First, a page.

41 hour transcontinental travel morphed into a procession with unnecessarily large luggage in an accurately inventoried town. The parade ended at an apartment under construction, which dispensed dust particles that settled on our clammy skin, and blisters were relieved, as trappings were ungripped. The flat awaited on the eighth story, no elevator. The climb to the top was revitalizing, every step up released endorphins for a second wind; needed for an immediate outing to the plaza.
We sat attentively waiting for the bullfight to begin; a curtain of sound decorated the inconspicuous plaza. Trumpets muted conversations and wine was gulped from leather pouches. The dryness and burning of my eyes made it difficult to focus on the individuality of the bodies present; instead they appeared as one solid mass, like those drawn in comic strips. The unslept hours slowly taxed my appendages and the bodily aches monopolized my mode of being.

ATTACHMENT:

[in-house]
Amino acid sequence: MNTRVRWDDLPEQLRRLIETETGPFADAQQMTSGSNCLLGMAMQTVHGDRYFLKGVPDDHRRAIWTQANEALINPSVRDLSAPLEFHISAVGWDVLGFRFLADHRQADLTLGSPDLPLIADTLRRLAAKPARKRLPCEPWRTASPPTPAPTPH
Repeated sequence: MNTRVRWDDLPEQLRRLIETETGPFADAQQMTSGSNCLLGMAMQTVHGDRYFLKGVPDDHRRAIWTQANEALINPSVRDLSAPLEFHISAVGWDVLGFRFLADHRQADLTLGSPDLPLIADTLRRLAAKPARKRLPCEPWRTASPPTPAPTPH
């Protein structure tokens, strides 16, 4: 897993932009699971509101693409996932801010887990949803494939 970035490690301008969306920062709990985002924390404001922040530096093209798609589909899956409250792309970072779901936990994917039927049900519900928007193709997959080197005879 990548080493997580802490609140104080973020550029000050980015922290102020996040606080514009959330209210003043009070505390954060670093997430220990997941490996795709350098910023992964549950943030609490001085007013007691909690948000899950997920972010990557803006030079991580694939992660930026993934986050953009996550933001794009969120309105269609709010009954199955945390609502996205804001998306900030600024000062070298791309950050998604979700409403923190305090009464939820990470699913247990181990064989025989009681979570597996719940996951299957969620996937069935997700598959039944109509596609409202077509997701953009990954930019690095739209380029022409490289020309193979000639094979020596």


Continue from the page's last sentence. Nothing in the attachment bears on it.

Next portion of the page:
The torero strut out and waved at the rowdy crowd. The ornaments on his suit dazzled under the sun’s rays fueling cheers. My eyelids grew heavy and my eyes crossed in defiance. I stood up, quickly to maintain my presence and refuel my lungs, but upon taking my place, the torero was replaced by another. I surrendered to myself, and closed my eyes.